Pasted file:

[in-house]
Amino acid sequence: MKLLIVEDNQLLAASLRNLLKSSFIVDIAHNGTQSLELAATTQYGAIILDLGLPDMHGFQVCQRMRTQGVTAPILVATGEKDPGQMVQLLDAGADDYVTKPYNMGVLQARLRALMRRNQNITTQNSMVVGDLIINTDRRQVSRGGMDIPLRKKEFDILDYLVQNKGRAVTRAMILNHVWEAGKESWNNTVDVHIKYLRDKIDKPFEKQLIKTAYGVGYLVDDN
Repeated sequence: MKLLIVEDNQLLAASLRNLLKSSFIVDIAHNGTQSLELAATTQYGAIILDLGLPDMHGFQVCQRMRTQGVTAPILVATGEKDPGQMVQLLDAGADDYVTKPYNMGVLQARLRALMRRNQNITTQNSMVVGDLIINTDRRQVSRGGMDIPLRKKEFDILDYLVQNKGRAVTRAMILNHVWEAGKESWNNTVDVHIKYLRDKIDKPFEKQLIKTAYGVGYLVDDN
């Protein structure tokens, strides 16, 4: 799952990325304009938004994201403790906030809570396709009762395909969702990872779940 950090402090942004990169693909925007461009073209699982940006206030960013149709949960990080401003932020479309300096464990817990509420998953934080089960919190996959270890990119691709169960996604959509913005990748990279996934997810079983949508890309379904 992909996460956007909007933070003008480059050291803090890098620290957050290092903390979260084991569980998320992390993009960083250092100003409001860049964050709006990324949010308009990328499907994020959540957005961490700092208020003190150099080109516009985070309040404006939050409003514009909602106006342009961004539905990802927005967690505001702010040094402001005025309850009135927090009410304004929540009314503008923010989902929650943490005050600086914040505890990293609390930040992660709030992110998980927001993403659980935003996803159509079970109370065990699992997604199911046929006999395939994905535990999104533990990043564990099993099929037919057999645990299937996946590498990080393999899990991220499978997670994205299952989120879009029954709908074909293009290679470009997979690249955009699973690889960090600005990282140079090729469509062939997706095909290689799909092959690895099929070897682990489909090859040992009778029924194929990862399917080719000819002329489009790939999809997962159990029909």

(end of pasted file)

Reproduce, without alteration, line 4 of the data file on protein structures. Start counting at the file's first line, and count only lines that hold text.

């Protein structure tokens, strides 16, 4: 799952990325304009938004994201403790906030809570396709009762395909969702990872779940 950090402090942004990169693909925007461009073209699982940006206030960013149709949960990080401003932020479309300096464990817990509420998953934080089960919190996959270890990119691709169960996604959509913005990748990279996934997810079983949508890309379904 992909996460956007909007933070003008480059050291803090890098620290957050290092903390979260084991569980998320992390993009960083250092100003409001860049964050709006990324949010308009990328499907994020959540957005961490700092208020003190150099080109516009985070309040404006939050409003514009909602106006342009961004539905990802927005967690505001702010040094402001005025309850009135927090009410304004929540009314503008923010989902929650943490005050600086914040505890990293609390930040992660709030992110998980927001993403659980935003996803159509079970109370065990699992997604199911046929006999395939994905535990999104533990990043564990099993099929037919057999645990299937996946590498990080393999899990991220499978997670994205299952989120879009029954709908074909293009290679470009997979690249955009699973690889960090600005990282140079090729469509062939997706095909290689799909092959690895099929070897682990489909090859040992009778029924194929990862399917080719000819002329489009790939999809997962159990029909």